Then, when you add the cherry on top of the cake that this game was Soviet funded in a period when the Russia/Ukraine Conflict was just kicking off, and you have a game that isn’t worth playing, isn’t considered right to support by many, and fails to meet many people’s lofty expectations.
But hey, that was just the shining beacon of hope I had for the subgenre; we can’t lay all the blame at Atomic Heart’s door now, can we?
Well, here’s the thing: as much as it might surprise you, there isn’t really much else to speak of throughout this entire calendar year.
They Don’t Make ‘Em Like They Used to (Or At All)
I imagine right now you are going through the gaming filing cabinet in your mind, frantically flicking through folders to find a game that can prove me wrong, and I welcome anything you find.
It seems unthinkable that we have gone from an abundance of these games punctuating the gaming year to a barren wasteland with Atomic Heart sitting playing in the sand on its own, but as much as it pains me to say, the FPS RPG is just not a type of game that is being made anymore.
Was it all the Fortnite dances that made us lose our way? Should I learn how to Griddy? Probably, but let’s not get side-tracked.
If we are being super lenient on our definition of a new and exciting FPS RPG, we also had another big-budget attempt in the form of Immortals of Aveum, a game so unremarkable and forgettable I had to frantically google generic terms like ‘Magic Shooter Game’ and ‘EA Flop RPG’ just to remember what it was called.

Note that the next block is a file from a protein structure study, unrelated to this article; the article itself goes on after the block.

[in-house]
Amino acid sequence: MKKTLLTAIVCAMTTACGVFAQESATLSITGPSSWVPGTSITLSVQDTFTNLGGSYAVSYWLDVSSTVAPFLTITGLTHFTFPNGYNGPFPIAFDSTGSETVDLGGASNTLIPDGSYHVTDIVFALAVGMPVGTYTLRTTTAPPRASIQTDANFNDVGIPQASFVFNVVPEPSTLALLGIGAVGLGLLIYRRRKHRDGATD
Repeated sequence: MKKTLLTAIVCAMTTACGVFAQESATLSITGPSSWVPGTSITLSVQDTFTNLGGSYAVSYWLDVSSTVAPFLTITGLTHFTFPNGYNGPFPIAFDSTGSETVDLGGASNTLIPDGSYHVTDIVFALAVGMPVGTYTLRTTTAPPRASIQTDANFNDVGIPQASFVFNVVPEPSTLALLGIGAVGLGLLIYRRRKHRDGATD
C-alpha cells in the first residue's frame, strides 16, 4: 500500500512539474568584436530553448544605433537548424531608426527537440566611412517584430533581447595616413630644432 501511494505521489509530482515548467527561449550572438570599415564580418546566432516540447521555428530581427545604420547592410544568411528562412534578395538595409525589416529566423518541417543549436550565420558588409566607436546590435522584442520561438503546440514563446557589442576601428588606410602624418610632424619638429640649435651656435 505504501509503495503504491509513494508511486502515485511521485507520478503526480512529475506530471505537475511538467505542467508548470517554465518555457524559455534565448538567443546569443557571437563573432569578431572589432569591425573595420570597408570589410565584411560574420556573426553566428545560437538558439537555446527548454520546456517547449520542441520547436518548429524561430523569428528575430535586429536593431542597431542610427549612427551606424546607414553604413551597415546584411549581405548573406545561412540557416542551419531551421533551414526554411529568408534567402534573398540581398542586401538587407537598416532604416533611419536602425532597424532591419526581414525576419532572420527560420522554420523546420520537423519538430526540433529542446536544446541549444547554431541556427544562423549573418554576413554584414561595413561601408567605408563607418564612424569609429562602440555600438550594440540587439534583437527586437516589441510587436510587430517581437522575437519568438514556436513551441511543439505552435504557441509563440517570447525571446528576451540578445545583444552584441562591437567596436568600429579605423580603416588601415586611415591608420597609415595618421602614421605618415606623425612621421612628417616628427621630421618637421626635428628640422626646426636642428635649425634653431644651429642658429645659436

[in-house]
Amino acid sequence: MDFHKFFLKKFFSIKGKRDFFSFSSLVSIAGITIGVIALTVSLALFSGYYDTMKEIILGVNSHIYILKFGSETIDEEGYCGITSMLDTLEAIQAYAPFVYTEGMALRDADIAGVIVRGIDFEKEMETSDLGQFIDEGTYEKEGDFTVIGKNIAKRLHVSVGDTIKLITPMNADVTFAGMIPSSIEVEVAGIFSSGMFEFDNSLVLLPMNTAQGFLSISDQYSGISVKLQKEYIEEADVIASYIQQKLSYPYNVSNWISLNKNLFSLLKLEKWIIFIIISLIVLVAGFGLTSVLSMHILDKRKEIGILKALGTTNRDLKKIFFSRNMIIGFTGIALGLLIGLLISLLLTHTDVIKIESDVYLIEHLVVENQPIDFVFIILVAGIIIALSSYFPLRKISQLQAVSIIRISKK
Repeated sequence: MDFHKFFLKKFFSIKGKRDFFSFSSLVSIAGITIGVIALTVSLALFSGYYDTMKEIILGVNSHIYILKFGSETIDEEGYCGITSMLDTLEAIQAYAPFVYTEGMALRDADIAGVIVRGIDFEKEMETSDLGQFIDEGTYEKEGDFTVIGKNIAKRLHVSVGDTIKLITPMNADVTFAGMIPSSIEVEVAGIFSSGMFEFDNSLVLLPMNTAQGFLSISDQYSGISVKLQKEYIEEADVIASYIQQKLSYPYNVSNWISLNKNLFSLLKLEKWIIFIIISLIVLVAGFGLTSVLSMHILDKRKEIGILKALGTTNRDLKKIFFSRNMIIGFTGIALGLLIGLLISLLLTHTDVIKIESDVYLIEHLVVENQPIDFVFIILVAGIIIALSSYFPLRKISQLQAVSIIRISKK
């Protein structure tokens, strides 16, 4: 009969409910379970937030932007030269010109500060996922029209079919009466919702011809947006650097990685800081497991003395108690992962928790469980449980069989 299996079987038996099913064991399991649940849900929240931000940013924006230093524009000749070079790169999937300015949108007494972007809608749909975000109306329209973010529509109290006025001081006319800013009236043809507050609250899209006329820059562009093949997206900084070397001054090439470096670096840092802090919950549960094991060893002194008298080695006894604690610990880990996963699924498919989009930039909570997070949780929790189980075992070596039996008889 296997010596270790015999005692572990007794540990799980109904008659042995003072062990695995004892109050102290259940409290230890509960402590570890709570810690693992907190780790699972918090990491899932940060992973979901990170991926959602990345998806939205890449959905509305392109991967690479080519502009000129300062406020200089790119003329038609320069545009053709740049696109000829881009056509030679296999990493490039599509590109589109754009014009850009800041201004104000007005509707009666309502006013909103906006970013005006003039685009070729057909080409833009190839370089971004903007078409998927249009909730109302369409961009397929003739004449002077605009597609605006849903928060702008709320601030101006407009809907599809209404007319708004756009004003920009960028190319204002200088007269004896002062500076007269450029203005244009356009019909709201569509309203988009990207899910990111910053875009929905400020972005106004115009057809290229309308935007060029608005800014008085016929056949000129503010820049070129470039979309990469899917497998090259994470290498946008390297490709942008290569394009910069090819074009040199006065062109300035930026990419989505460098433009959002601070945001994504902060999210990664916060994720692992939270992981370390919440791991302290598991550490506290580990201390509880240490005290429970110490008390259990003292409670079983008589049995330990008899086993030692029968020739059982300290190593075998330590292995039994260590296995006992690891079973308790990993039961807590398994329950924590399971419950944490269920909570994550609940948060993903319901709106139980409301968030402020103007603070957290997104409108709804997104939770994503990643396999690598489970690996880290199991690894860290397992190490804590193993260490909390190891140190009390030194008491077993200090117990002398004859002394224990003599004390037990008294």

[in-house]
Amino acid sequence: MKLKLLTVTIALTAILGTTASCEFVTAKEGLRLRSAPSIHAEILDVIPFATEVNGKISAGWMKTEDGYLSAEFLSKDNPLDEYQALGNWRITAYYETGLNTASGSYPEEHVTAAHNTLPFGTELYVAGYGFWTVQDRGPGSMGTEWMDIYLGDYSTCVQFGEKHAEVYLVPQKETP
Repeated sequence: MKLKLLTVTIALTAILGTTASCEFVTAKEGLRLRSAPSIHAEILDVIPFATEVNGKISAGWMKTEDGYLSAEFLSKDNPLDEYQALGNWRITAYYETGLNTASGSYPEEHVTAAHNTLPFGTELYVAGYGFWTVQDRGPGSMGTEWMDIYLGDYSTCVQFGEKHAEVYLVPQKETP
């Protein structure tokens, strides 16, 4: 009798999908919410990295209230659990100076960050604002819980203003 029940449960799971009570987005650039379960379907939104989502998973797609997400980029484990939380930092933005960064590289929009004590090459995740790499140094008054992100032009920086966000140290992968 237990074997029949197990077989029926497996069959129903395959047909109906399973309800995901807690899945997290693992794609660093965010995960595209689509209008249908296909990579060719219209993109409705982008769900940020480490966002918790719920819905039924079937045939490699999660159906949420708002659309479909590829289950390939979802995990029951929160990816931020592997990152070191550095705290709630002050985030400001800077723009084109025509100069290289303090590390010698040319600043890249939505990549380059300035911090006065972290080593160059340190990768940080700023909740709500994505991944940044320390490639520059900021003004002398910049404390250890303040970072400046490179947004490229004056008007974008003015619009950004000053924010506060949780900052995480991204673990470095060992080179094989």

We had a remake of System Shock 2, which was decent, but ultimately just a remake, and Dead Island 2 was a reasonable co-op shooter, but it’s not pushing any boundaries either, because it’s just a by-the-books Ubisoft model game not unlike Farcry, with the welcome caveat that the game doesn’t take itself anywhere near as seriously.
So, does that leave us in a perilous position where we have no First Person Shooter RPGS to point at this year and say, ‘It’s alright, we have that one.’ Well, it all really depends on where you land on a very polarizing RPG called Starfield.
Even Todd Can’t Save Us
I couldn’t go through this entire article ignoring Starfield, Bethesda’s most ambitious RPG adventure to date.
It’s a game that many fans have fallen in love with, offering a wealth of things to do within the cosmos, one thousand unique planets to explore, and all the usual trappings of a Bethesda open-world RPG like The Elder Scrolls or Fallout, albeit with a smidge of No Man’s Sky thrown in there for good measure.
Considering my love of Fallout and The Elder Scrolls, you would think that this would be the moment that I herald this game as the shining beacon of hope, letting us know it’s all okay and we needn’t worry about all this.
But here’s the thing. It’s a pretty underwhelming experience, and it’s because it’s all a bit too overwhelming, ironically.